“If you don’t live in Sydney, you camp.” “No, someone falsely attributed those words to me. I love Melbourne the garden city of Australia”. Former Prime Minister Paul Keating, Radio 3AW, October 5, 1995.
The election is launched. Unfortunately, it will be presidential and not political. The putative presidents come from opposite sides of the tracks in Sydney, and this fact might be useful for us to examine a key political difference: “houses for all‘ or ‘housing as property‘.
There is much to learn from the homes of leaders; moreover, it is what happened to these houses after they left that gives an idea of the state of progress of our housing policies in Australia.
Go Scomo to try
Scott ‘Scomo’ Morrison poses as the suburban daggy dad of The (Sutherland) Shire; others see him as the “Liar of the Shire”. Either way, he’s do not a boy from Shire – he grew up in the (now more salubrious) Bronte. Go to rugby, not the Sharkies.
The modest Federation house on a large block in which he first lived belonged to his aunt, shared with his parents and older brother Alan, in what we would now call a multi-generational occupation. Facing east and north around a corner, it had an enclosed veranda but was still open enough to provide ‘eyes to the street’ and a large rear garden for play.
Scomo and Jenny bought their first home in Bronte, but to get over it moved to the Shire, swapping football loyalties, teams and suburbs. Scomo’s house seems fairly unremarkable in a suburb where many are unabashedly garish. Think Sylvania Waters, channel-based, some would say carnal, development. PNL heart of real estate investment.
What he left in Bronte tells us even more about the current sad state of housing. The family home was sold and refitted in 2015 into an extremely oversized home that looks like a ‘residential apartment building’ (RFB) but is actually a detached house for fewer people than the one who lived in the original house on the site. The house has no connection to Scomo (other than the site) but speaks to PNL’s belief in the house as “property”, and therefore as wealth.
Eschewing neighbors, the vanity statement is a realtor’s wet dream: “two living rooms, four bedrooms, five bathrooms, three cars, with a pool.” The perfect personification of the idea that “if you try, you’ll get there”, or perhaps Scomo’s more recent advice that “the way to avoid paying rent is to buy a house”.
Like so many recent designs, the house is a grotesque mutilation of traditional suburban design values. Gone are the modest houses and landscaped settings, replaced by heavy plantings to compensate for the hard concrete and the loss of privacy due to the over-glazing. The irony is that the house is changing from an open and active part of the place to an aggressive defense requiring surveillance cameras.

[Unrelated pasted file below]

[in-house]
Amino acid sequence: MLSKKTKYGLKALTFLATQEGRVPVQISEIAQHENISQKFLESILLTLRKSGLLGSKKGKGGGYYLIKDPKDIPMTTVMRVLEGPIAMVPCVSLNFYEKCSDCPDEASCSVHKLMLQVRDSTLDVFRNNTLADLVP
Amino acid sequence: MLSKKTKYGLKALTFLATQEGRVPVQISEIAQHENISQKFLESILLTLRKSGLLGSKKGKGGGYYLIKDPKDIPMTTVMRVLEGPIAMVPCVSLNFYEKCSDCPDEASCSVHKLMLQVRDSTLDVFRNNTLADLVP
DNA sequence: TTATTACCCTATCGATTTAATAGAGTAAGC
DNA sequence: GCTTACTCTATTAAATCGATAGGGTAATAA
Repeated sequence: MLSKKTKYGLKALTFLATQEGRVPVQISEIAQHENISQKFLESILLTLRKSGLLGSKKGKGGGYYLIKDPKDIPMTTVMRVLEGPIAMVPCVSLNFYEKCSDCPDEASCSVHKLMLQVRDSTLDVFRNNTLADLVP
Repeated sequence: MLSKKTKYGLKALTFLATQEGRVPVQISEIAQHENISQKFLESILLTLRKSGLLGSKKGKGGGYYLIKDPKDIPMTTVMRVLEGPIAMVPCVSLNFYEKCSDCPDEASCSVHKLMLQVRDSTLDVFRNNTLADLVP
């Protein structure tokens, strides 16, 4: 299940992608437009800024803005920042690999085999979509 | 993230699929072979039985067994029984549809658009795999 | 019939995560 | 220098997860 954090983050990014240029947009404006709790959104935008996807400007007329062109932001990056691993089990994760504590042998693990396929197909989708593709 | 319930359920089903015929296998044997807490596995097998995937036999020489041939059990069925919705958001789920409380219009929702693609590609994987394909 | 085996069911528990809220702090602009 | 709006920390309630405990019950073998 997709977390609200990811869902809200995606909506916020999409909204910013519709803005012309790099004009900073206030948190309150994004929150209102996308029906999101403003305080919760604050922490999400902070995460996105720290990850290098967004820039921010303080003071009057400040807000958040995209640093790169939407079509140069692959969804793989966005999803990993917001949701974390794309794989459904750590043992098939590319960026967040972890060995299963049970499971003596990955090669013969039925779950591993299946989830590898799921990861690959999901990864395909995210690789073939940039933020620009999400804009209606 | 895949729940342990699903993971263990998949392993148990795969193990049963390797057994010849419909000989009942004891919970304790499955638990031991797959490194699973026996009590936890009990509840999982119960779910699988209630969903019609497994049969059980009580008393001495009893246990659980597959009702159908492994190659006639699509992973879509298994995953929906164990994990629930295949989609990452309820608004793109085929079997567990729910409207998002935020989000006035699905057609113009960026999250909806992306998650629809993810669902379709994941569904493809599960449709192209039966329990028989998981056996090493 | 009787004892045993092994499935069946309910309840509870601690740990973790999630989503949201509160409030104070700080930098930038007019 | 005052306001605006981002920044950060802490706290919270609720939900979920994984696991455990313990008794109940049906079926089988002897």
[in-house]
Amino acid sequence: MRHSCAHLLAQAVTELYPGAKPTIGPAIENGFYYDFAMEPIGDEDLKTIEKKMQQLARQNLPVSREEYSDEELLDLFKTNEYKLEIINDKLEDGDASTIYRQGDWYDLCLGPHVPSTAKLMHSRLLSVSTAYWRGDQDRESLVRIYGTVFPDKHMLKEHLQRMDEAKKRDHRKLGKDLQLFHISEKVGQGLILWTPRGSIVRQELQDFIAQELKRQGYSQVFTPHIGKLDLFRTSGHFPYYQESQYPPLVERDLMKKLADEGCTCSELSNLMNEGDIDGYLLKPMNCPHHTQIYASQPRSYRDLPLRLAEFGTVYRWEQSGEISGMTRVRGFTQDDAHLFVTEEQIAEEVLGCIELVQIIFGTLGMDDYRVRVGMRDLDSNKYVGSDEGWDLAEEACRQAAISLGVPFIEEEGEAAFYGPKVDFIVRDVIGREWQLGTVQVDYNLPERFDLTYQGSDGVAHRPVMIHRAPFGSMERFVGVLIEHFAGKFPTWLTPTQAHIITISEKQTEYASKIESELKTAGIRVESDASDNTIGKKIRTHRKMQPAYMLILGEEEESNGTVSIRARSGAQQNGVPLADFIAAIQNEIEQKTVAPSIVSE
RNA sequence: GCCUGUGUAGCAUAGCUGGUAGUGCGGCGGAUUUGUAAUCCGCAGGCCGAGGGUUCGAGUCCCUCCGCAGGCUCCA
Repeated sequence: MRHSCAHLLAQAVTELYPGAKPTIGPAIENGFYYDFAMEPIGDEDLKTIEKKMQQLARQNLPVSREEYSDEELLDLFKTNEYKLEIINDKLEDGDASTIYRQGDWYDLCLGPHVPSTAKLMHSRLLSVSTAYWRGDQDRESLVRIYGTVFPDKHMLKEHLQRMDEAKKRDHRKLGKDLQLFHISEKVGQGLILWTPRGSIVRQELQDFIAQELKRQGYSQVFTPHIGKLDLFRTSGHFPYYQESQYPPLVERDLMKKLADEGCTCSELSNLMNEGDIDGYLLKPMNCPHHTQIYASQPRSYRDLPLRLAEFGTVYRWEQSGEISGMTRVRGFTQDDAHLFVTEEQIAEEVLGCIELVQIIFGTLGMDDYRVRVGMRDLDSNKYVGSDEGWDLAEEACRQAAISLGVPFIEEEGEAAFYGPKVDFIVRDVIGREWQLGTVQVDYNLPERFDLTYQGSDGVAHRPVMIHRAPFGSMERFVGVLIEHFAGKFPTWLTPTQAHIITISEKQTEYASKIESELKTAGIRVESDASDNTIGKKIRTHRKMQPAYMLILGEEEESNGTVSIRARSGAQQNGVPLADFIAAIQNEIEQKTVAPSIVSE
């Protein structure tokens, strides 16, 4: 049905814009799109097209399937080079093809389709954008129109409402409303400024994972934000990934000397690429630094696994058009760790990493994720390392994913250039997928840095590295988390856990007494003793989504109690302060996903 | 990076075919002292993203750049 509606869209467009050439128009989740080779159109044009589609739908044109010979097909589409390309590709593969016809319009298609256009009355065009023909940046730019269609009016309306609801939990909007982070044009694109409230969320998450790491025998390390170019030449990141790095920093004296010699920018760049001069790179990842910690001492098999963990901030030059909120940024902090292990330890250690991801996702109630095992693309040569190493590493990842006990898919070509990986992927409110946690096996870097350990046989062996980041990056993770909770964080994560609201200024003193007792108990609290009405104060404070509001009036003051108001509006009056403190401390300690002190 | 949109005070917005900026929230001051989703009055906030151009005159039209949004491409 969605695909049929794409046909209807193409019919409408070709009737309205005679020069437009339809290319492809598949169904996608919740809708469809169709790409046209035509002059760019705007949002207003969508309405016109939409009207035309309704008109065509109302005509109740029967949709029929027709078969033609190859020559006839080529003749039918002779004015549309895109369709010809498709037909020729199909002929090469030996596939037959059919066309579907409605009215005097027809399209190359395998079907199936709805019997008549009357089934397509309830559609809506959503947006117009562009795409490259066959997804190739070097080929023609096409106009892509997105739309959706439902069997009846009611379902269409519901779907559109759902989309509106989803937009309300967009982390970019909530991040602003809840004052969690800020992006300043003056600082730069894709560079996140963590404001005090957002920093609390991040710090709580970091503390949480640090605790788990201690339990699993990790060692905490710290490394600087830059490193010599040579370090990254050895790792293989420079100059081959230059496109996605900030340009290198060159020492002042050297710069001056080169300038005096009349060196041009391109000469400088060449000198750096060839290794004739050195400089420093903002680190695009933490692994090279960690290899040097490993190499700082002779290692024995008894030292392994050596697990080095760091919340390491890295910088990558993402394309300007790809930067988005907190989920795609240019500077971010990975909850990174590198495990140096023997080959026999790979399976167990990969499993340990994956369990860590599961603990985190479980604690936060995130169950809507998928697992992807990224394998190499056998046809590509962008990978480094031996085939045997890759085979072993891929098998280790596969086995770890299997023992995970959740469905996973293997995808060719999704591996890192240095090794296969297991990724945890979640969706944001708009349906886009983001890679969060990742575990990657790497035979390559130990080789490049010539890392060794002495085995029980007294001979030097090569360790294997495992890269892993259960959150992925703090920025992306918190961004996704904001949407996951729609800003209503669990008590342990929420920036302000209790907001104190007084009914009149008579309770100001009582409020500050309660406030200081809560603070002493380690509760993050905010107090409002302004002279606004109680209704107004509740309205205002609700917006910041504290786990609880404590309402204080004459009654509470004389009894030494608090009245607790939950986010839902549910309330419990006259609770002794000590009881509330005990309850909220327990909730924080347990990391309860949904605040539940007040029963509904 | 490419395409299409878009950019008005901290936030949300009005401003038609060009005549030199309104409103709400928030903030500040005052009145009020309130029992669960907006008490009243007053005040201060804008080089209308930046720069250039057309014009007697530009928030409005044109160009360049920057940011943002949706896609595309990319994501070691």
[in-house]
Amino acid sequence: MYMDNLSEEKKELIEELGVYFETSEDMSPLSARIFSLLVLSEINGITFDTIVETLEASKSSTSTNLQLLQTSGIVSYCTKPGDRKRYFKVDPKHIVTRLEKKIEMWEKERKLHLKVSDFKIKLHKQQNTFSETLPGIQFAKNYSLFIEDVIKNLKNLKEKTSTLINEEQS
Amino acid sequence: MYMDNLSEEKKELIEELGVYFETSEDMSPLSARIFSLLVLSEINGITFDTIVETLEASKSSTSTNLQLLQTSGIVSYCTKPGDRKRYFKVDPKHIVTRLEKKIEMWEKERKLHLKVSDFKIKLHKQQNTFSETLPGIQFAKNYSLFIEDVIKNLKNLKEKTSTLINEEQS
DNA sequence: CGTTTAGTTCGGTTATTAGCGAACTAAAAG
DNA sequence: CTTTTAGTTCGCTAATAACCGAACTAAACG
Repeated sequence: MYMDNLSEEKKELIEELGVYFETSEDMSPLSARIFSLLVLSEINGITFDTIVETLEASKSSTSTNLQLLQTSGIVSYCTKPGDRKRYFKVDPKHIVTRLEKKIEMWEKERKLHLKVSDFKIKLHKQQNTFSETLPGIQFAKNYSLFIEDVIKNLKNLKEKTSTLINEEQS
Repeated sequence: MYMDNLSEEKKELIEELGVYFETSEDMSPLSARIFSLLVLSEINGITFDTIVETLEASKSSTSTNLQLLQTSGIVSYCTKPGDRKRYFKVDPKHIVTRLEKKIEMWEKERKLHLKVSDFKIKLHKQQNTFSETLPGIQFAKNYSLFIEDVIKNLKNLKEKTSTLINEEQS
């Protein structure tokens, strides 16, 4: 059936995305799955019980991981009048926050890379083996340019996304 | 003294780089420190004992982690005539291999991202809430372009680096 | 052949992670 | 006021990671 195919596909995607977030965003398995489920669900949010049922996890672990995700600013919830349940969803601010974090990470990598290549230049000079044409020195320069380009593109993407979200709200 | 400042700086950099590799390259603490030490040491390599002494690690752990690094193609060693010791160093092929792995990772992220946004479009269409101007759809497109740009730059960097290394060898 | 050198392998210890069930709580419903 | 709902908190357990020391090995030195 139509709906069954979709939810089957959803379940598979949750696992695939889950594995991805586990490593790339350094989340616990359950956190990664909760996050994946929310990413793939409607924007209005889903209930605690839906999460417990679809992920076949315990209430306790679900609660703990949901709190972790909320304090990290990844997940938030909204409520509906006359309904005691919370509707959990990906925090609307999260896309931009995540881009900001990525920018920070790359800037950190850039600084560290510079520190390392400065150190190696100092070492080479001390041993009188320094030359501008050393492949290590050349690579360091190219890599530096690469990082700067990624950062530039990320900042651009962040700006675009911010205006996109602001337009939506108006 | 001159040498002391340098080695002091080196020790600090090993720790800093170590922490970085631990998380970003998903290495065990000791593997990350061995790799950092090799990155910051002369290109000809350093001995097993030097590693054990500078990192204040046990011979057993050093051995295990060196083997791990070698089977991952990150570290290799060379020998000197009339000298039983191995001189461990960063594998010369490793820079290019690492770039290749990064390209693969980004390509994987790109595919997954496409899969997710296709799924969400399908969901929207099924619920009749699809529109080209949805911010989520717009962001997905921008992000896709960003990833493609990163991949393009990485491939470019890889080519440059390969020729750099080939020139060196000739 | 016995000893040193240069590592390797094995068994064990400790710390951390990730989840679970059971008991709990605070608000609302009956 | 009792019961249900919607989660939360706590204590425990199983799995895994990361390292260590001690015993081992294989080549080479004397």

Albo du ‘Houso’
Anthony Albanese often recounts his childhood story to the housing commission in inner-city Sydney; a hackneyed story he uses to flesh out who he is, describing where he comes from: a modest home his single mother lived in all her life, as he did for the first 26 years.
The two-storey houses are modest and well-built, part of a huge expansion of “council housing” between the wars, transferred to “state housing commissions” after World War II. However, even when built, the technology was old; light switch/socket at the end of the wall conduit above Albo.
Albo’s old house is now in disrepair and disrepair: the once-beautiful cantilevered flower boxes on the second floor no longer hold flowers, many having fallen from the building. It looks ripe for the NSW government’s current approach to social housing: sell it and don’t replace it.
Like so many of his generation, Albo used his earnings (and later those of his wife Carmel Tebbutt) to purchase homes in Marrickville and Newtown. And like so many others, he also got a windfall when they sold for double their value, the very rise in property values that deprives future generations of home ownership.
When Albo was young, houses similar to his were demolished for a sprawling 20-storey Houso block. Fifty years later, what was left of the Housing Commission (now Department), built a 6-story homeless shelter (designed by Hassell). Both are remarkable cases of all that is wrong with “public housing” because they break the “three golden rules of social housing”: it should be small, scattered across the city and suburbs, and it must be indistinguishable from the surrounding houses. .
Albo spoke about the area he grew up in: the metal foundry, the Grace Depository, the Weston biscuit factory (for ‘Wagon Wheels’) and the Royal Alexandra Hospital for Children opposite his home. All have been converted into upscale apartments, most of good design quality. Unfortunately, neither the NSW Government nor Sydney City Council saw fit to require affordable ‘build-to-let’ housing in this massive redevelopment.
This is the political conundrum that awaits the Labor Party: how to go from goods for houses, and how to revitalize our social housing. It will take a whole-of-government approach: changes to tax regimes, seed projects, selective grants and loans. All social housing programs will hopefully obey the “three golden rules” to have some of what Albo once knew firsthand, replicated in our cities and regions. And to redirect our design energies away from the inflated ego statements that destroy the suburbs.
Tone Wheeler is Principal Architect at Environa Studio, Adjunct Professor at UNSW and President of the Australian Architecture Association. The opinions expressed here are solely those of the author and are not owned or endorsed by A+D, the AAA, or UNSW. Tone does not read Instagram, Facebook, Twitter or Linked In. Sanity is preserved by only reading and responding to comments addressed to [email protected]